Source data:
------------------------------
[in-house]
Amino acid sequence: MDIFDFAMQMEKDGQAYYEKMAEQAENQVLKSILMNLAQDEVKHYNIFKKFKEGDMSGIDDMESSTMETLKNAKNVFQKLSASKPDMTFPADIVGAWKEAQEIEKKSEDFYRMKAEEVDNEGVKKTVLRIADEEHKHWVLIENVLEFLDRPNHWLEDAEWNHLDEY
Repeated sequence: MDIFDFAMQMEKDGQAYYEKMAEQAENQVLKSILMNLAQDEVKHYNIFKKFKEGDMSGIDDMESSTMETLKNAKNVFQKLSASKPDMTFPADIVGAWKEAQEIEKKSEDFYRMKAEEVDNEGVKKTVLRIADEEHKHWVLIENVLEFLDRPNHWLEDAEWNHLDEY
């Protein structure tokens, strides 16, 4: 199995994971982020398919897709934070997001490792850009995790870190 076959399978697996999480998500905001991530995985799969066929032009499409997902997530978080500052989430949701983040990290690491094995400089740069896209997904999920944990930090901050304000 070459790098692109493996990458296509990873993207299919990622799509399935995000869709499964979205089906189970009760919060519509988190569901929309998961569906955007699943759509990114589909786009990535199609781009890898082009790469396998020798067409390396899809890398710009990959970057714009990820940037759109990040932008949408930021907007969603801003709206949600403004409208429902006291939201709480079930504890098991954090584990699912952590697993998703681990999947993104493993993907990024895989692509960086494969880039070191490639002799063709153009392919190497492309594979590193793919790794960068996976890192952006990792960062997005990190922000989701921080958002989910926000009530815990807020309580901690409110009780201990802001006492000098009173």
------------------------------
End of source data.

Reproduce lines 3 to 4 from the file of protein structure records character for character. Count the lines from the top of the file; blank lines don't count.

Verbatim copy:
Repeated sequence: MDIFDFAMQMEKDGQAYYEKMAEQAENQVLKSILMNLAQDEVKHYNIFKKFKEGDMSGIDDMESSTMETLKNAKNVFQKLSASKPDMTFPADIVGAWKEAQEIEKKSEDFYRMKAEEVDNEGVKKTVLRIADEEHKHWVLIENVLEFLDRPNHWLEDAEWNHLDEY
């Protein structure tokens, strides 16, 4: 199995994971982020398919897709934070997001490792850009995790870190 076959399978697996999480998500905001991530995985799969066929032009499409997902997530978080500052989430949701983040990290690491094995400089740069896209997904999920944990930090901050304000 070459790098692109493996990458296509990873993207299919990622799509399935995000869709499964979205089906189970009760919060519509988190569901929309998961569906955007699943759509990114589909786009990535199609781009890898082009790469396998020798067409390396899809890398710009990959970057714009990820940037759109990040932008949408930021907007969603801003709206949600403004409208429902006291939201709480079930504890098991954090584990699912952590697993998703681990999947993104493993993907990024895989692509960086494969880039070191490639002799063709153009392919190497492309594979590193793919790794960068996976890192952006990792960062997005990190922000989701921080958002989910926000009530815990807020309580901690409110009780201990802001006492000098009173």